Stress affects people in several ways—it activates adrenaline and other hormones, the nervous system and immune system. While not all stress is harmful, and some can even be beneficial, chronic or toxic stress can contribute to health problems. “Men and women react differently to toxic stress because their brains are wired differently,” notes Bruce McEwen, Ph.D., of The Rockefeller University, * “and therefore they may be at risk for different stress-related illnesses.” For example, as a result of chronic stress, women may be more likely to experience symptoms of depression while men may be more likely to develop problems with substance use.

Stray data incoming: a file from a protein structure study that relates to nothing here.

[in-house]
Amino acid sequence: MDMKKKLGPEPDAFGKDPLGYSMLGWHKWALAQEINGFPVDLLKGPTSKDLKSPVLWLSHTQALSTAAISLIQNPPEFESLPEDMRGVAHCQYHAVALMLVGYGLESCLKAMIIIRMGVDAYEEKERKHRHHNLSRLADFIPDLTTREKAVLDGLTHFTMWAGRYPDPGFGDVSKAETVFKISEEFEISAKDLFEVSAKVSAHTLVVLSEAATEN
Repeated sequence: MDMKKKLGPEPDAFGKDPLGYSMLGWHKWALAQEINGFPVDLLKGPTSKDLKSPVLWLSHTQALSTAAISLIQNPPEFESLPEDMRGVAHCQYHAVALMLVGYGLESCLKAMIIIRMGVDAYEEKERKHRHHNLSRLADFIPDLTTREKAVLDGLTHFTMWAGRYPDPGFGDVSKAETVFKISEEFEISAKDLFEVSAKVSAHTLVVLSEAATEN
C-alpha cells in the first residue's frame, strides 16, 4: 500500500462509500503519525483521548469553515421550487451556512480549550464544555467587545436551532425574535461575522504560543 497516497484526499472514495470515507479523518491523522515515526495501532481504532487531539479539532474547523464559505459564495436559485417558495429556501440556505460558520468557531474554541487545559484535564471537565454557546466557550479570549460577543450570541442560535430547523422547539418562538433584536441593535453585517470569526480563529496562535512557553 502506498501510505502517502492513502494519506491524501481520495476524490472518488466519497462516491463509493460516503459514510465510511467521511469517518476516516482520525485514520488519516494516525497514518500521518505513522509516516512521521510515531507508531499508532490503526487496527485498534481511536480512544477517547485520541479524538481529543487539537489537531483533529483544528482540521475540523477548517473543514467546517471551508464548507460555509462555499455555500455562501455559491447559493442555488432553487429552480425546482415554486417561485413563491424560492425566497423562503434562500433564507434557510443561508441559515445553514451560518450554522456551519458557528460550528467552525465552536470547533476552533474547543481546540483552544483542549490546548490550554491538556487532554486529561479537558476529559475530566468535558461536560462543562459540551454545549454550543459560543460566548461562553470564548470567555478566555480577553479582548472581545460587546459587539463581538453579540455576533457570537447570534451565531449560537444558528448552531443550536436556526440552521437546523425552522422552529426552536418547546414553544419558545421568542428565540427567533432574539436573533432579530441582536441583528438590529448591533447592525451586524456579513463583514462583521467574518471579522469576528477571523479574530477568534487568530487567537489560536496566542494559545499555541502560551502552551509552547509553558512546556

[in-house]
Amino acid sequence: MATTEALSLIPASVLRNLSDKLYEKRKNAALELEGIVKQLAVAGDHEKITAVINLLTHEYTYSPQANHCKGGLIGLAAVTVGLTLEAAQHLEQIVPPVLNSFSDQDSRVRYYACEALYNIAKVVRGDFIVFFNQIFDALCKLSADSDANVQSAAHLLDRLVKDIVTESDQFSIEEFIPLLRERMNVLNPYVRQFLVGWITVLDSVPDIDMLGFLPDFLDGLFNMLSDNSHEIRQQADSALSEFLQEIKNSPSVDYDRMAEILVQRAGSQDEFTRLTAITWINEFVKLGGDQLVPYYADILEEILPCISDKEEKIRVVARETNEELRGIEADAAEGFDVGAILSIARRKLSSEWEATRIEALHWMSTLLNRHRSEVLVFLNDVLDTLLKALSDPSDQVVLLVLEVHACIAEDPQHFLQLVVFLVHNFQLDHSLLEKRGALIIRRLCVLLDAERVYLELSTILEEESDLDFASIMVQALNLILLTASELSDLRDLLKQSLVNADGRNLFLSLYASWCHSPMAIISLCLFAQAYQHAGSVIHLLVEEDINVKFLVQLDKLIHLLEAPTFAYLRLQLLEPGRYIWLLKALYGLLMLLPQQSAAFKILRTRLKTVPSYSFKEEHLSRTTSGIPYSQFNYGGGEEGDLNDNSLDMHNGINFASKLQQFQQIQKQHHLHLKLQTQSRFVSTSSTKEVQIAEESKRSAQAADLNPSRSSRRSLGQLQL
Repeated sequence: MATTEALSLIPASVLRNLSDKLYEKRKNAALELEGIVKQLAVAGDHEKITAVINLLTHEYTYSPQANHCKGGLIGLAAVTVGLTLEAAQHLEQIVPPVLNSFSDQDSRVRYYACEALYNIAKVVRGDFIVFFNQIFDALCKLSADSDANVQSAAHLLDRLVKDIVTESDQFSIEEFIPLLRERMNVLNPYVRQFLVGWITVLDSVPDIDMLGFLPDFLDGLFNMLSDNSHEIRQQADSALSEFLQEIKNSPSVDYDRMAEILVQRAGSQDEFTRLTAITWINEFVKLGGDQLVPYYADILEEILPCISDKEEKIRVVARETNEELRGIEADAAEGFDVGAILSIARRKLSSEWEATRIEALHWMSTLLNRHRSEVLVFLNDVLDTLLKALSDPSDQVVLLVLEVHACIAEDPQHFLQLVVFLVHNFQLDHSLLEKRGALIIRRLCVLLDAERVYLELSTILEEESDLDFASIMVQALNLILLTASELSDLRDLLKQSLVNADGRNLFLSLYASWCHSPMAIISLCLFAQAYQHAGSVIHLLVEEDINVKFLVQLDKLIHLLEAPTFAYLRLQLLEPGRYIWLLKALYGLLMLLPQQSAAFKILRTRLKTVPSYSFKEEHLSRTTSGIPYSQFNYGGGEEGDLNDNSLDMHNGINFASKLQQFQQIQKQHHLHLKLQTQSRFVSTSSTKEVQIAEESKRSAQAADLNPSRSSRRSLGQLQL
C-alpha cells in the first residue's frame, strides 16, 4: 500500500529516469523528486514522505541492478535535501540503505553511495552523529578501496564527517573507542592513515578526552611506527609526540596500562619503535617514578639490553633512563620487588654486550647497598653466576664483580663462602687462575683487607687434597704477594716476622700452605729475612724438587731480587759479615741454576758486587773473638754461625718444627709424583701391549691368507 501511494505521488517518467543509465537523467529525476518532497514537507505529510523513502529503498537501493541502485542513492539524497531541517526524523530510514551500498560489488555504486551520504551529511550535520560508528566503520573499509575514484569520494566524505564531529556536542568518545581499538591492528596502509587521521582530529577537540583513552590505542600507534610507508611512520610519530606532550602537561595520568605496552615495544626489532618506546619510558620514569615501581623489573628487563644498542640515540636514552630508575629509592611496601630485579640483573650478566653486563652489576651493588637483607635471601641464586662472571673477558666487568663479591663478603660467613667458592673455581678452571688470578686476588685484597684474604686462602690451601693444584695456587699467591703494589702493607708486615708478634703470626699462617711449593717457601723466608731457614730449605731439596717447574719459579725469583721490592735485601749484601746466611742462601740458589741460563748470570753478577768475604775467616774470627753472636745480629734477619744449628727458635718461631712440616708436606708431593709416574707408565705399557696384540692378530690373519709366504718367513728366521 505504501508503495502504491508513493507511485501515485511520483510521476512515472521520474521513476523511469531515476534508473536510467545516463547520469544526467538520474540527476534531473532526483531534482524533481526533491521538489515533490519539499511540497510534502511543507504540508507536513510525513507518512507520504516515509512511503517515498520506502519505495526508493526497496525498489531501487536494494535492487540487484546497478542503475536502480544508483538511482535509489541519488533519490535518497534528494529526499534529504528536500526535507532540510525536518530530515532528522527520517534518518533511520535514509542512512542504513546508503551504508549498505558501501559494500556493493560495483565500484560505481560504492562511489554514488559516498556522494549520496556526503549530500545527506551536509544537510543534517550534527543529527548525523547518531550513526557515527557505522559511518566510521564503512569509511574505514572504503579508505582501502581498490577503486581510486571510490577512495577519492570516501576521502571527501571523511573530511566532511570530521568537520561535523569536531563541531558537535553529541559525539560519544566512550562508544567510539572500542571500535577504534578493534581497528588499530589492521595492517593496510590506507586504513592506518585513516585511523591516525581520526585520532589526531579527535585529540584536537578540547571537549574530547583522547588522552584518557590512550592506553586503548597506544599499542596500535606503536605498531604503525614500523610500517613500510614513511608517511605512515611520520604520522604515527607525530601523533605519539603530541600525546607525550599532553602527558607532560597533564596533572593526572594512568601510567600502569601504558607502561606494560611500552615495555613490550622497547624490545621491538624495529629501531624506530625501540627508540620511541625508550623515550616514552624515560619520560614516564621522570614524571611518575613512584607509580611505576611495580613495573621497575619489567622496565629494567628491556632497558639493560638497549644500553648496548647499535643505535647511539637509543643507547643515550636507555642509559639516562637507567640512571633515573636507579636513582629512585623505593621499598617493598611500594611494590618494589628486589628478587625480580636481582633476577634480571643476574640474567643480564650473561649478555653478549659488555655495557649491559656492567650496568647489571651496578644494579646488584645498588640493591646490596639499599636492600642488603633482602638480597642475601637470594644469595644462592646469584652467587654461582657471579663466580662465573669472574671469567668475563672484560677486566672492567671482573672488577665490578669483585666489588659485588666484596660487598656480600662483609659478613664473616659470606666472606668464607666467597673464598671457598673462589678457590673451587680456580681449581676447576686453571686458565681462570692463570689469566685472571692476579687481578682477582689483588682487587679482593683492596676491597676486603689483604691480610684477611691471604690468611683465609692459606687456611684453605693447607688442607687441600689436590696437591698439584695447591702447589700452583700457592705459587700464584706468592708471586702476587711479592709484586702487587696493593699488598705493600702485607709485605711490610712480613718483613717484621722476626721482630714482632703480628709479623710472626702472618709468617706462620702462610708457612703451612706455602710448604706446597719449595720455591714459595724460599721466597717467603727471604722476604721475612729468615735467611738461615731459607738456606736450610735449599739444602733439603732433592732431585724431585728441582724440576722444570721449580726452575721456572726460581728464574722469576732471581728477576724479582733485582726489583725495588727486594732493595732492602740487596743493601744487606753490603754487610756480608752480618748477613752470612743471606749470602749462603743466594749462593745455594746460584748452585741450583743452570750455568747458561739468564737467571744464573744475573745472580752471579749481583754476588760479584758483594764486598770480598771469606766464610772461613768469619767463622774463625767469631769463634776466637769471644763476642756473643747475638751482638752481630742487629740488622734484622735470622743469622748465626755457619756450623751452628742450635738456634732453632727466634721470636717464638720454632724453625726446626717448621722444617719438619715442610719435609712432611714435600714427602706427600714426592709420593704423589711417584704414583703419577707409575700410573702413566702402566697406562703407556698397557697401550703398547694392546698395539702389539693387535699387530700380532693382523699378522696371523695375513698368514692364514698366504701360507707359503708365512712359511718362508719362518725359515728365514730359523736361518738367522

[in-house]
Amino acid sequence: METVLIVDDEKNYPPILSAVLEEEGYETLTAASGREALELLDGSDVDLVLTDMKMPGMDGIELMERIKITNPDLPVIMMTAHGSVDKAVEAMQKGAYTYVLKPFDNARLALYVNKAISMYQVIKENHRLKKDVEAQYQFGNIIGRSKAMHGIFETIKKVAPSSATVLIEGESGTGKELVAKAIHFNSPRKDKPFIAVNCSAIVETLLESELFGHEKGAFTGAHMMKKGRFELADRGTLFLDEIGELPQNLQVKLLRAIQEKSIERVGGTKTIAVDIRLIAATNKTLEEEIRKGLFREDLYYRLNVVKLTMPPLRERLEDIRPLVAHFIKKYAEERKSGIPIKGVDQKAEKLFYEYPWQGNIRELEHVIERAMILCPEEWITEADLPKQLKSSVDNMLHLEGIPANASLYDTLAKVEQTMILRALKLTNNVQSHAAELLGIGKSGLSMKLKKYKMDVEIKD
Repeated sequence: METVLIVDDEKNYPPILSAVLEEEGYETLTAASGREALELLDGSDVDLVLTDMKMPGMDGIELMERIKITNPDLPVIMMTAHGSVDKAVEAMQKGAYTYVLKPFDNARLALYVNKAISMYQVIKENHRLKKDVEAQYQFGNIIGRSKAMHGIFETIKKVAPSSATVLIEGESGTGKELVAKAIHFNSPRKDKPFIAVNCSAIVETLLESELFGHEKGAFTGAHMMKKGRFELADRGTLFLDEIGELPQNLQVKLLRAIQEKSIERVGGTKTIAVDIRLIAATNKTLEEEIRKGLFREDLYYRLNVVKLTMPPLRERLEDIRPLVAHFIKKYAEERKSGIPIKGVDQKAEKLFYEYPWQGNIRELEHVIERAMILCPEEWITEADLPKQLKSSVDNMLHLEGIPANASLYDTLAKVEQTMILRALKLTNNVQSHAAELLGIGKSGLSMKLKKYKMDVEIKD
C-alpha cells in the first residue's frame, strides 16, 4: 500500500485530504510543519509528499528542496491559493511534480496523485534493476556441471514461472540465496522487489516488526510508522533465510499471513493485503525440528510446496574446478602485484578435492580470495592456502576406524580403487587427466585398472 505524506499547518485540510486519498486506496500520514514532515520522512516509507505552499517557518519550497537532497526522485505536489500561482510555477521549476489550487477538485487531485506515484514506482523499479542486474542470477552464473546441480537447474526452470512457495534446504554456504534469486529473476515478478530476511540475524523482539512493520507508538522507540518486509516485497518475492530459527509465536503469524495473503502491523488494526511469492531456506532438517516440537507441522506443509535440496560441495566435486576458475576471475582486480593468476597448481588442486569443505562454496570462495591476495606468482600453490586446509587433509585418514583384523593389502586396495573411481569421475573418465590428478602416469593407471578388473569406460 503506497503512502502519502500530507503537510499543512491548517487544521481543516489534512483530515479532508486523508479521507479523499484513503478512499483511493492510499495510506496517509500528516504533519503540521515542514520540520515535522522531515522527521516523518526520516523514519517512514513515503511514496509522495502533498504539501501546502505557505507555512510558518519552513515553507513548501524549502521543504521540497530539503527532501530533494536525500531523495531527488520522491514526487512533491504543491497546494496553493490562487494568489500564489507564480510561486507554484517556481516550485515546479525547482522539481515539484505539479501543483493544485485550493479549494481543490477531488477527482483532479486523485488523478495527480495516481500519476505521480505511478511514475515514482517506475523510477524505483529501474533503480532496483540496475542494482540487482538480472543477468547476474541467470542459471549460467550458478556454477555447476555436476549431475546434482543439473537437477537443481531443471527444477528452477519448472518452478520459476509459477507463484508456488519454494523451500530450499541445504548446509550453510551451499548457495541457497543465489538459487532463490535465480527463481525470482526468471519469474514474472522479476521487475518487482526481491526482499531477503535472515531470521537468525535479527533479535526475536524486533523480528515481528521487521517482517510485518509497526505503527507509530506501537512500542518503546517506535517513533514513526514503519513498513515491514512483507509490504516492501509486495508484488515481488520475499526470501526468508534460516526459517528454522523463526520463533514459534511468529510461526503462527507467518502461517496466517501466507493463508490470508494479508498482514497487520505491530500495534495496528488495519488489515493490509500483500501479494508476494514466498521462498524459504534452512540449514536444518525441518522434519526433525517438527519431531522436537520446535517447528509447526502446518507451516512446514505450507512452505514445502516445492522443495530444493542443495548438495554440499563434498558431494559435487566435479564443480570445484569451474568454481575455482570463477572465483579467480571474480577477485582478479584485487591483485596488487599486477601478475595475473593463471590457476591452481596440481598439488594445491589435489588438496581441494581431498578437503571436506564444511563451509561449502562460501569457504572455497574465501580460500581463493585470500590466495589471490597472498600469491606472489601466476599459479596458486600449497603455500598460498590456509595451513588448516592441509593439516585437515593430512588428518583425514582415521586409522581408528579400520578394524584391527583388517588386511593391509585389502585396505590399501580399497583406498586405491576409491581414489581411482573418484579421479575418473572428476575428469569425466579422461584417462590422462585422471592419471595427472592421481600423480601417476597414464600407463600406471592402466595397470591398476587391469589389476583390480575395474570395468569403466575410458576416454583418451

Many of us identify ourselves as either a morning person or a night owl, and these preferences are at least partly the result of our genes. New research finds associations between the timing of your sleep/wake preferences and your mental health.The study from researchers at the University of Exeter and Massachusetts General Hospital suggests that being genetically programmed to rise early may lead to greater well-being and a lower risk of depression and schizophrenia.